“Bankrupt Bullion Billionaire” is the kind of moniker the British tabloids love, almost as much as they love titles such as the Prince of Wales. Events unfolding in the art world this week are providing a rare opportunity to use both in the same sentence. Some $129 million worth of paintings on loan to the Prince’s Foundation from a ruined gold trader may well be forgeries and have been removed from public view.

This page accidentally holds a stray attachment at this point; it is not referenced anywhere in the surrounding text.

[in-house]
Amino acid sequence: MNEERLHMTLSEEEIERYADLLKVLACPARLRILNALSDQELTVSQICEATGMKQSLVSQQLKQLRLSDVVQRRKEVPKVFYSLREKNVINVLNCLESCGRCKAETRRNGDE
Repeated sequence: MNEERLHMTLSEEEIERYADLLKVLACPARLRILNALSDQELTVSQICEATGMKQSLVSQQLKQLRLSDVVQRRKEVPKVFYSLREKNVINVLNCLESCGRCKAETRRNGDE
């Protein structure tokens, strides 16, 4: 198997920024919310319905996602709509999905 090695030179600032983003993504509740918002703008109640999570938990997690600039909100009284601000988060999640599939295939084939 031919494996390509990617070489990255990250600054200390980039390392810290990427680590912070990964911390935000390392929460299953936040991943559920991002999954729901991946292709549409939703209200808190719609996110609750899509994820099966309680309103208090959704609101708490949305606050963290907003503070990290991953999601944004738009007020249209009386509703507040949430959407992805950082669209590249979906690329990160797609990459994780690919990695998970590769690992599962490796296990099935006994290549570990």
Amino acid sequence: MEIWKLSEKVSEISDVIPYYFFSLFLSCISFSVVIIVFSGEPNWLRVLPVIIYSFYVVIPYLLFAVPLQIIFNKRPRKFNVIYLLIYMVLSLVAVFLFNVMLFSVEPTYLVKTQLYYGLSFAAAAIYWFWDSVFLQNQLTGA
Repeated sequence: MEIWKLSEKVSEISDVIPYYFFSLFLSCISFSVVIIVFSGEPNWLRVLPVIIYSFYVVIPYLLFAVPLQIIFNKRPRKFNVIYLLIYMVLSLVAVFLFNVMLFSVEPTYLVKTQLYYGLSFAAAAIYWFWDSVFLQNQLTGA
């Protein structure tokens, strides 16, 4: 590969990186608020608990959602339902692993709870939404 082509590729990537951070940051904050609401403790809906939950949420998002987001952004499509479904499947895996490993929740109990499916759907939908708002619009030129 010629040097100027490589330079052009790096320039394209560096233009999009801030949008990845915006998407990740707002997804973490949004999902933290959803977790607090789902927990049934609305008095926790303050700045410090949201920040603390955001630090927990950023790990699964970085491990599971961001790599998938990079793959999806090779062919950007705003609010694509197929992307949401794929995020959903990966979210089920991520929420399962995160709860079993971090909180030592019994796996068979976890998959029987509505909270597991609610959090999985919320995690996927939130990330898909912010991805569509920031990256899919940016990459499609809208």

The Dickensianly named James Stunt, a disgraced bullion trader, lent 17 paintings to the foundation in a 10-year lease agreement, according to The Mail on Sunday. The works reportedly include a Monet (Lily Pads 1882, valued at $64 million), a Picasso (Liberated Bathers, $54 million), and a Dalí (Dying Christ, $15 million) from Stunt’s collection. The paintings were hung at Dumfries House, the Palladian manor in Ayrshire, Scotland, that is home to the foundation. Some of the newly hung paintings soon caught the eye of the American art forger Tony Tetro, who recognized them as his own handiwork. “I don’t want any part of this. It has got to be stopped now,” Tetro told The Mail on Sunday, explaining that he sold some of the newly painted works to Stunt himself. Stunt immediately denied the charge. “None of my stuff is fake,” he told the paper.